Francesca Alesse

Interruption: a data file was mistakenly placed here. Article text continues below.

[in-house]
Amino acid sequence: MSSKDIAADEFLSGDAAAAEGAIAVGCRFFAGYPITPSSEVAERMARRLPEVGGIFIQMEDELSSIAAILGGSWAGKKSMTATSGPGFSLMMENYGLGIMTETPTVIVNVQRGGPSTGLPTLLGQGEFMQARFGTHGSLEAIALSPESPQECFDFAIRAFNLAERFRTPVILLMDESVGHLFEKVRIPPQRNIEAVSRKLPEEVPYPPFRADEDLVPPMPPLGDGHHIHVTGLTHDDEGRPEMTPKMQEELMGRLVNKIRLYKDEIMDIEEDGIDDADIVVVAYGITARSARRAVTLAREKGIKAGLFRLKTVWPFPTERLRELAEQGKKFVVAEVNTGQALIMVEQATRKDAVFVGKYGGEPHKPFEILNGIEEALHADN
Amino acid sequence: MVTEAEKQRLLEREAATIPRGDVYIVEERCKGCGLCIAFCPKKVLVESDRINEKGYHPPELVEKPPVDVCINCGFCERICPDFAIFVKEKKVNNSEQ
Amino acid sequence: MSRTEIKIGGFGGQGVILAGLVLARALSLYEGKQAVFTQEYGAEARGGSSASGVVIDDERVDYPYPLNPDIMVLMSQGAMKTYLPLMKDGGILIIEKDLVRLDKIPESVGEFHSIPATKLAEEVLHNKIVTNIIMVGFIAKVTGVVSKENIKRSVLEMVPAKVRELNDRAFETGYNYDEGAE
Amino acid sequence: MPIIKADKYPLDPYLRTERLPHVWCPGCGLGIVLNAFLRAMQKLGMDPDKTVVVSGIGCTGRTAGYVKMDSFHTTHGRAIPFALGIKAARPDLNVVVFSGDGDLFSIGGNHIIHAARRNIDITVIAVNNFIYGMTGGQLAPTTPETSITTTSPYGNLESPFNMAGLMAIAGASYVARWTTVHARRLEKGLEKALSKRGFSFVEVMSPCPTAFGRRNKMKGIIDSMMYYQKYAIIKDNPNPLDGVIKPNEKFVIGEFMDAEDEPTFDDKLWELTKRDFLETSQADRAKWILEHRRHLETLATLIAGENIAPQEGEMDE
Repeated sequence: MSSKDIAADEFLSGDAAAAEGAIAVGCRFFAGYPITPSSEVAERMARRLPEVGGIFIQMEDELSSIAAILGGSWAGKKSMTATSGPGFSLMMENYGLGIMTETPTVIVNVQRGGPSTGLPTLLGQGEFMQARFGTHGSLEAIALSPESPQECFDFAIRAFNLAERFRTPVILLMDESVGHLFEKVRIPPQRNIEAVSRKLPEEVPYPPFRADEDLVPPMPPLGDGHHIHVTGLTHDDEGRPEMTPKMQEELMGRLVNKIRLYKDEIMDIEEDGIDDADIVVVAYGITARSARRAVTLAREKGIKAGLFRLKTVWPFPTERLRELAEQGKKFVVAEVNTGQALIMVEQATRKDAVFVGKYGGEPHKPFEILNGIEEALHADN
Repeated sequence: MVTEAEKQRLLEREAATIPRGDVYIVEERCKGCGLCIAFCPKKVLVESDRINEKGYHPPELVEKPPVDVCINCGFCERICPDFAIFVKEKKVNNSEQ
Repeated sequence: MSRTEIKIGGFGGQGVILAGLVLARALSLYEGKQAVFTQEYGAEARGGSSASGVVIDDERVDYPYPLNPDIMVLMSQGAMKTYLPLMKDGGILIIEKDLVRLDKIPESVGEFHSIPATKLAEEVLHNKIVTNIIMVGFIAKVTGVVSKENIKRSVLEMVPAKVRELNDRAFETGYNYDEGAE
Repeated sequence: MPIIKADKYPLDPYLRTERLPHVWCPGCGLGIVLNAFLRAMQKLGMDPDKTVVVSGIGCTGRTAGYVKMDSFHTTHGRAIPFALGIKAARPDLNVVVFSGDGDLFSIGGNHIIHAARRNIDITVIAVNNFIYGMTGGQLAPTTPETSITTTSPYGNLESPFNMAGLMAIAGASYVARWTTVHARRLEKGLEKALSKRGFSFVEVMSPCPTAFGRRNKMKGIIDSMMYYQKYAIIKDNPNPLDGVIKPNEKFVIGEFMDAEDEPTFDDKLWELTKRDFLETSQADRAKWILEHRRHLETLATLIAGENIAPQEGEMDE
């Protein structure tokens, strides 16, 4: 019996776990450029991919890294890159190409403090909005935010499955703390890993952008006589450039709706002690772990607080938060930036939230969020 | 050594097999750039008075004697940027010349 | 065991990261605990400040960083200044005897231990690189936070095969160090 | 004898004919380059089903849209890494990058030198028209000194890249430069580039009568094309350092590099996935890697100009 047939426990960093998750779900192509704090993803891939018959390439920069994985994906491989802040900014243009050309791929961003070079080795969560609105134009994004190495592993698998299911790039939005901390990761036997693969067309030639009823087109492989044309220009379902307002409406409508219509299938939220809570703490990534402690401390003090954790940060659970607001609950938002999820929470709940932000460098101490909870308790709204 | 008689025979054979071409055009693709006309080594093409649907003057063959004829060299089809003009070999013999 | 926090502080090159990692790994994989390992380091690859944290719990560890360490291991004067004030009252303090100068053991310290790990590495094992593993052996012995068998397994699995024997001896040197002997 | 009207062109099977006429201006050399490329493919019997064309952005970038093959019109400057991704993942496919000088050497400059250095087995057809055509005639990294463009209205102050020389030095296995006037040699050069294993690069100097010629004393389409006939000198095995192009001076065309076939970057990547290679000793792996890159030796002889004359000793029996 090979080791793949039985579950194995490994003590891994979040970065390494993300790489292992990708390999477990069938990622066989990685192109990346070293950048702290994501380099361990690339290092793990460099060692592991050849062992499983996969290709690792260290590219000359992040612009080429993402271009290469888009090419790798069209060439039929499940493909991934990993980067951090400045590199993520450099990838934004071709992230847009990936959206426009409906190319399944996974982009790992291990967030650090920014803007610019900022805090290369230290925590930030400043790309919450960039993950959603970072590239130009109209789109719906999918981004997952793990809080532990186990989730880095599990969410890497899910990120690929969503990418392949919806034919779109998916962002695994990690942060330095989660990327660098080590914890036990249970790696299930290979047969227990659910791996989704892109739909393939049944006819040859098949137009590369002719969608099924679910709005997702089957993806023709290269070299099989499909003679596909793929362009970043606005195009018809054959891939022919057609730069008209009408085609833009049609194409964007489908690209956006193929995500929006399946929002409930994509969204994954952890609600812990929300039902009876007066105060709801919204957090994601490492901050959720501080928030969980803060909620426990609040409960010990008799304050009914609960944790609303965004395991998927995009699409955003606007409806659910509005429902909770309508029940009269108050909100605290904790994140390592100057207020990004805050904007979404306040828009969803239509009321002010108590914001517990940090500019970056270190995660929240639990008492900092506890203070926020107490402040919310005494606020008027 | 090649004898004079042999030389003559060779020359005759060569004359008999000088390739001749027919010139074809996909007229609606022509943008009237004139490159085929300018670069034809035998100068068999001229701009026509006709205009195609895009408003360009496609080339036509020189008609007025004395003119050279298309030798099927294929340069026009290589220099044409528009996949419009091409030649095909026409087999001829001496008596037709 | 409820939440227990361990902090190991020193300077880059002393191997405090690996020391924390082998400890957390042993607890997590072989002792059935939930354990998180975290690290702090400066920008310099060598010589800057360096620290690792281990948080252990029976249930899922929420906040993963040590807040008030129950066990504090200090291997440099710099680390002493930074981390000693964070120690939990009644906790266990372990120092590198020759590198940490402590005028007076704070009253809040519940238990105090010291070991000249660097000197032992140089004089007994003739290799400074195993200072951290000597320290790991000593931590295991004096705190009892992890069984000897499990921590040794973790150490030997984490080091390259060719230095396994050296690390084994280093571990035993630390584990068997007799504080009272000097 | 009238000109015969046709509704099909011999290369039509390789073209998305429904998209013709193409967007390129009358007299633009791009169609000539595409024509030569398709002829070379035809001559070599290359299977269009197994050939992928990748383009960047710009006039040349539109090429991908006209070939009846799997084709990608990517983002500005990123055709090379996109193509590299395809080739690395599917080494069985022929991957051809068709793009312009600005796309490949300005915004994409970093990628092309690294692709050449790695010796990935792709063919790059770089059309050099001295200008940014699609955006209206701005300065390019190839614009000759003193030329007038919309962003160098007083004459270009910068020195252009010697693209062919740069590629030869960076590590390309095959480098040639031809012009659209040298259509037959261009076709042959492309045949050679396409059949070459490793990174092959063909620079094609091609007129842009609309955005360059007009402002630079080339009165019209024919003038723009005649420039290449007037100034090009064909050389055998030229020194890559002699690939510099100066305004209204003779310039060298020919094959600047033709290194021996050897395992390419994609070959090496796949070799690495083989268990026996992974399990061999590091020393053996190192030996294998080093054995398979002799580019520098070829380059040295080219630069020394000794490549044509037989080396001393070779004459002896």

The article aims to evaluate some appreciable contributions by post-Chrysippean Stoics to the theory of cognitive (kataleptic) impression and its role as a criterion of truth. The inquiry focuses on two testimonies: Sextus Empiricus, M, VII, 253-257, where we find a significant variation – introduced by some ‘recent Stoics’ – of the ancient Stoic theory of the clauses that an impression is supposed to satisfy in order to be considered not only kataleptic, i.e. worthy of assent, but also a criterion of truth; and PBerol. inv. 16545 containing the version of the theory of clauses of the cognitive impression developed by Antipater of Tarsus.

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